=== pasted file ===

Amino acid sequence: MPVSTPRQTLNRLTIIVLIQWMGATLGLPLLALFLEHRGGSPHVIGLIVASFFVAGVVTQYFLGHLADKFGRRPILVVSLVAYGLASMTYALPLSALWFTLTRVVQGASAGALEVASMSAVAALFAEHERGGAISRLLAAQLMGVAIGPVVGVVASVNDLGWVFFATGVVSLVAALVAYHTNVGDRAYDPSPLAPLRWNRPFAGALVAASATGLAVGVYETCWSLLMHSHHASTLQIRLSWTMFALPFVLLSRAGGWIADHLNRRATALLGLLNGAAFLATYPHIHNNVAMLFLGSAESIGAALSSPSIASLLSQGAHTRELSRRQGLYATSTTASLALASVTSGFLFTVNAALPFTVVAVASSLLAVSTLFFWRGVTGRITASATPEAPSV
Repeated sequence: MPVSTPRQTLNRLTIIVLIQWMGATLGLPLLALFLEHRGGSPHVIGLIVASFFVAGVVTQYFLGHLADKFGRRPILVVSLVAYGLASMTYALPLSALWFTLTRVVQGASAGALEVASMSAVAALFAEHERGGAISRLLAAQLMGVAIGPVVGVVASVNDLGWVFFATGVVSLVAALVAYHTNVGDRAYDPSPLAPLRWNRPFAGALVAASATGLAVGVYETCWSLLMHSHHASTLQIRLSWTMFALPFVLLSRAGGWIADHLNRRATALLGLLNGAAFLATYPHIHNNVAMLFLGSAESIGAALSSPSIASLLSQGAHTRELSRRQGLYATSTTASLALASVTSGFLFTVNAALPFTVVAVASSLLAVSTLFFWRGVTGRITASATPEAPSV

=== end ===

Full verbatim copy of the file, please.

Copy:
Amino acid sequence: MPVSTPRQTLNRLTIIVLIQWMGATLGLPLLALFLEHRGGSPHVIGLIVASFFVAGVVTQYFLGHLADKFGRRPILVVSLVAYGLASMTYALPLSALWFTLTRVVQGASAGALEVASMSAVAALFAEHERGGAISRLLAAQLMGVAIGPVVGVVASVNDLGWVFFATGVVSLVAALVAYHTNVGDRAYDPSPLAPLRWNRPFAGALVAASATGLAVGVYETCWSLLMHSHHASTLQIRLSWTMFALPFVLLSRAGGWIADHLNRRATALLGLLNGAAFLATYPHIHNNVAMLFLGSAESIGAALSSPSIASLLSQGAHTRELSRRQGLYATSTTASLALASVTSGFLFTVNAALPFTVVAVASSLLAVSTLFFWRGVTGRITASATPEAPSV
Repeated sequence: MPVSTPRQTLNRLTIIVLIQWMGATLGLPLLALFLEHRGGSPHVIGLIVASFFVAGVVTQYFLGHLADKFGRRPILVVSLVAYGLASMTYALPLSALWFTLTRVVQGASAGALEVASMSAVAALFAEHERGGAISRLLAAQLMGVAIGPVVGVVASVNDLGWVFFATGVVSLVAALVAYHTNVGDRAYDPSPLAPLRWNRPFAGALVAASATGLAVGVYETCWSLLMHSHHASTLQIRLSWTMFALPFVLLSRAGGWIADHLNRRATALLGLLNGAAFLATYPHIHNNVAMLFLGSAESIGAALSSPSIASLLSQGAHTRELSRRQGLYATSTTASLALASVTSGFLFTVNAALPFTVVAVASSLLAVSTLFFWRGVTGRITASATPEAPSV